Placeholder Alt Text

Just Don’t

Los Angeles is at a crossroads—don’t let it become New York
Makin’ my way downtown, I zip along on my Lime® scooter through the ersatz Japanese village of Little Tokyo, past taxis, buses, and Prii, to a bustling, small-scale warehouse district on the fringe of Los Angeles’s central core. The whirlwind of scales, land uses, languages, and people is dizzying, but I finally land at my destination: Sonoratown, a lively taco spot famous for its soft tortillas, which are made with flour driven up from Sonora, Mexico, in small batches by the owner’s mom. This delirious, quasi-urban experience is one that could only happen in the messy, diverse urban fabric of Los Angeles. You are free to grab whatever pieces of the kaleidoscopic surroundings you can, and the faster you are moving, the more there is to take. Somehow, this frantic energy and free movement seem unaffected or held back by the past. The cultural critic Sean Monahan called LA the capital of the 2010s, describing it as:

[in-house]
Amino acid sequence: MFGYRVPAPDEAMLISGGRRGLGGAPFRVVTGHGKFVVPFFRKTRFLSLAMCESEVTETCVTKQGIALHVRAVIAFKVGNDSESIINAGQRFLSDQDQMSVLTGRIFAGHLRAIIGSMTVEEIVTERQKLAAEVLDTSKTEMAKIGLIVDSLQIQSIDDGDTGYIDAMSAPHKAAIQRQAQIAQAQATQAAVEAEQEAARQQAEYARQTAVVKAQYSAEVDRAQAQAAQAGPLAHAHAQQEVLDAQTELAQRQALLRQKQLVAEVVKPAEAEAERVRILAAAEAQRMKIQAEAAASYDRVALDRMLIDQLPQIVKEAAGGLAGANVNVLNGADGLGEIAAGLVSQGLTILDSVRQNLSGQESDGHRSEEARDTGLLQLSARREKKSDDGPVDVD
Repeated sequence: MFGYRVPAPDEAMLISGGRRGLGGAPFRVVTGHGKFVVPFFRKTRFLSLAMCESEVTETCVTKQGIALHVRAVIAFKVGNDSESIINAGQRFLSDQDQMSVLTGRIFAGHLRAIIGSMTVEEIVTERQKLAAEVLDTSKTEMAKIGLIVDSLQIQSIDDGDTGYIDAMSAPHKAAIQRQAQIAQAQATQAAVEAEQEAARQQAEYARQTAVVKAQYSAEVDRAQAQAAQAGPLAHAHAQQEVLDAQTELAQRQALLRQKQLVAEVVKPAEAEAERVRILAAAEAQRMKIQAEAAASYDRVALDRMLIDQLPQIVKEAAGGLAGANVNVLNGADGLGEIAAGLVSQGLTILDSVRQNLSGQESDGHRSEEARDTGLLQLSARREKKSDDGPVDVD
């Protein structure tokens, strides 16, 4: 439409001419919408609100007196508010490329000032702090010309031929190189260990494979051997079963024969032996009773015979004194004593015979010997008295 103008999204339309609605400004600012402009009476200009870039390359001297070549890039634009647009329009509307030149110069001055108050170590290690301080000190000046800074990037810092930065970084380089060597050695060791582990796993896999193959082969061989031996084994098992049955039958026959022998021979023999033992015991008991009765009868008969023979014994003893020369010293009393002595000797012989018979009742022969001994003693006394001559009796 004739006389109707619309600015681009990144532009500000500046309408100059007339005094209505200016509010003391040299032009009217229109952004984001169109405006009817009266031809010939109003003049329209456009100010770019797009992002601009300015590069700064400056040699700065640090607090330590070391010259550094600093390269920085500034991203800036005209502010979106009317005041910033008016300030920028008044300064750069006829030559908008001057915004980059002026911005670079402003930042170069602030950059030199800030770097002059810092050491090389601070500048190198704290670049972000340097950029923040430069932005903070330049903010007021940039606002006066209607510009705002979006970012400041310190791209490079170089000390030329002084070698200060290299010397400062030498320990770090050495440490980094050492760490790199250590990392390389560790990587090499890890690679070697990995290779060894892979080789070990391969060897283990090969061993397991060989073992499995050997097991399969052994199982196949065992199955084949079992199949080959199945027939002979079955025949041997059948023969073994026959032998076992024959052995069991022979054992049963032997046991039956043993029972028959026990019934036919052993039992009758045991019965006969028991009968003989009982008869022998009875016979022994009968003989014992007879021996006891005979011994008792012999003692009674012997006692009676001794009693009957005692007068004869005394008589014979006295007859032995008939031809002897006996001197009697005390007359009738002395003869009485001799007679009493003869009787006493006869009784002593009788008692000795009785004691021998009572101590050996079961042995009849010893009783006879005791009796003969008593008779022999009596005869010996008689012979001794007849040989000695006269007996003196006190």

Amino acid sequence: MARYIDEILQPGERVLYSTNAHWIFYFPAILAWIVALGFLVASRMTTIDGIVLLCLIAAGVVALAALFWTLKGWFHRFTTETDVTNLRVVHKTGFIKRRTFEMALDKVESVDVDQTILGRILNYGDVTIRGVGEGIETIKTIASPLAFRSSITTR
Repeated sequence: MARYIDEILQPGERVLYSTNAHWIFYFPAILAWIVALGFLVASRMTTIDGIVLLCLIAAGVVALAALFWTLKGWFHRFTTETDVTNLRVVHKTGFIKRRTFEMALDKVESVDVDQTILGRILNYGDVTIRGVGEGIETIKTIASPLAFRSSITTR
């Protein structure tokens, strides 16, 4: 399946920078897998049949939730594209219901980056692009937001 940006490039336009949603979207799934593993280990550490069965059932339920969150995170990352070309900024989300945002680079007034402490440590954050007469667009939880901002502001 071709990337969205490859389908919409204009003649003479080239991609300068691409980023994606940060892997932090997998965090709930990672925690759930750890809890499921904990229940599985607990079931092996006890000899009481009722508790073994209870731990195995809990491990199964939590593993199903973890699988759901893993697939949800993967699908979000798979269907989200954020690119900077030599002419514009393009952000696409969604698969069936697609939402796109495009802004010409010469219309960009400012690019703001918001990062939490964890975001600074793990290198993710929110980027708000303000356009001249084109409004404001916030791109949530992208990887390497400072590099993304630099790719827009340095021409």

...a city whose attributes anticipate collapse: flat and amorphous, rather than vertical and defined; kitsch and pop, rather than avant-garde and tech; individualistic and mass, rather than institutional and elite. You can suggest San Francisco, HQ of disruption, or New York, backdrop for protest movements (#OWS, #BLM). But both places fail to capture the spirit of the age, because they are fighting so hard to change it. They are relics of empire, unsure of themselves after a decade in which success was indistinguishable from failure… Built on celebrity, media, and lifestyle, L.A. doesn’t presume to be building the future, merely inhabiting it. It’s a pick your poison kind of place. [Go wild] at Chateau Marmont. Spend half your paycheck on inscrutable health food at Erewhon. Commute four hours so you can live in a Riverside McMansion. Drive Uber every day, write screenplays every night. Sell out, drop out, suck up, fuck up. There is no right or wrong way to do L.A.